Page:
In addition, YouTube has become a popular resource for mothers, who log on by the thousands to watch step-by-step instructional videos on everything from isolating the latest influenza strains to making their oral typhoid solutions more palatable by stirring in a little apple juice.

One popular video, titled “Debbie’s Own Quick & Easy Mueller-Miller casamino acid medium,” currently has more than 23 million views.

“I know my vaccines are better for my kid because I make them with love and care in my own kitchen,” said Colorado Springs, CO mother Jen LaRochelle, adding that “God only knows what” drug companies are putting into their products. “When that immunizing serum flows through my daughter Samantha’s veins, I want to know she’s getting everything she needs. Making it yourself may take a little longer, but you get the hang of it pretty quick. A little aluminum hydroxide, a little ammonium sulfate, some polysorbate 80, and boom, it’s done in no time.”

“So far I’ve made my own tetanus and meningitis shots, and I’m working on an HPV one right now,” she continued, boasting that her all-natural injectables produce just as strong an immunity as the kind you get at the doctor’s office. “I get to grow the cultures myself using my favorite artisanal yeasts. It’s great.”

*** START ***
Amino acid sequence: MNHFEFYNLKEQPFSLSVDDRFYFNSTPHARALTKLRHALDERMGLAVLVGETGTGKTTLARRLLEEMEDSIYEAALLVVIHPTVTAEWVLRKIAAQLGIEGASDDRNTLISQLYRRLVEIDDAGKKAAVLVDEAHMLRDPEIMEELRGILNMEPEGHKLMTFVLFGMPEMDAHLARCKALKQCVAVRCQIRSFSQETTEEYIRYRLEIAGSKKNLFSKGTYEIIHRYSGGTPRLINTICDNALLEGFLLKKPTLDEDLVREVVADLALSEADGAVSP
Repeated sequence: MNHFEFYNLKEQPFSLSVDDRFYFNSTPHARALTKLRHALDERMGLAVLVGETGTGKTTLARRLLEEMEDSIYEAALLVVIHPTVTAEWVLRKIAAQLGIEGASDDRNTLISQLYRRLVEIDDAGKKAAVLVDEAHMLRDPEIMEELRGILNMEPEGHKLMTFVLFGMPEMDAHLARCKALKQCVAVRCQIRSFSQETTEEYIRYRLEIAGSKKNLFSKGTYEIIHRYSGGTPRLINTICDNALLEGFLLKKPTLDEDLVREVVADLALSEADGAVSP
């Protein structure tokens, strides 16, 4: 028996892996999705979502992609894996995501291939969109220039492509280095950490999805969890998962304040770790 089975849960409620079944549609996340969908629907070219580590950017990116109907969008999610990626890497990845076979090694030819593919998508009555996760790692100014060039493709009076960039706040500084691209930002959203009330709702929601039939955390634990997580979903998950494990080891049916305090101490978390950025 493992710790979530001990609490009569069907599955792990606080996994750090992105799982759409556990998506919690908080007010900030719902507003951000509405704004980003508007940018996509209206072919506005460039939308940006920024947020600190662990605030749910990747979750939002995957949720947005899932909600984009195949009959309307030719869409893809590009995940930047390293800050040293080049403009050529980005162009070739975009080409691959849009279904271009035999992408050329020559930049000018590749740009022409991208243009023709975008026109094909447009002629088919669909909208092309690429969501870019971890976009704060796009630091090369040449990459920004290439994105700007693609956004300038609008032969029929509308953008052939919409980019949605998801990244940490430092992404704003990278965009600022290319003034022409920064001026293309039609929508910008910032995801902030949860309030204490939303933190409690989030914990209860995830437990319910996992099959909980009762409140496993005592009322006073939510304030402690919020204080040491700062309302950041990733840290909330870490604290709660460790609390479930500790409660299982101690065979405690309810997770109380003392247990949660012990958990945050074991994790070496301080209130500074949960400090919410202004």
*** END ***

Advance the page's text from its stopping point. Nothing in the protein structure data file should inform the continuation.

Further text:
According to sources, homespun vaccinations are only one part of a larger do-it-yourself parenting movement in which moms and dads are producing handmade pills to treat hyperactivity, assembling their own orthodontics such as braces and retainers, and cooking up batches of insulin at home for children with diabetes. Experts predict that in years to come, the trend will only grow in popularity.

“Enough people were complimenting my measles vaccine that I now make a couple extra vials on purpose,” said Theresa Berman, a Fresno, CA mother of two, who revealed that her “secret ingredient” is a pinch of ginger. “It may not be as flashy as MMRV ProQuad, but it has the exact same WI-38 human diploid lung fibroblasts and MRC-5 cells as the brand-name variety.”

“Plus I print out my own cute little labels for the syringes,” she added. “Moms love it.”

WATCH VIDEO FROM THE ONION

Sign up For The Onion's Newsletter

Give your spam filter something to do.

X Close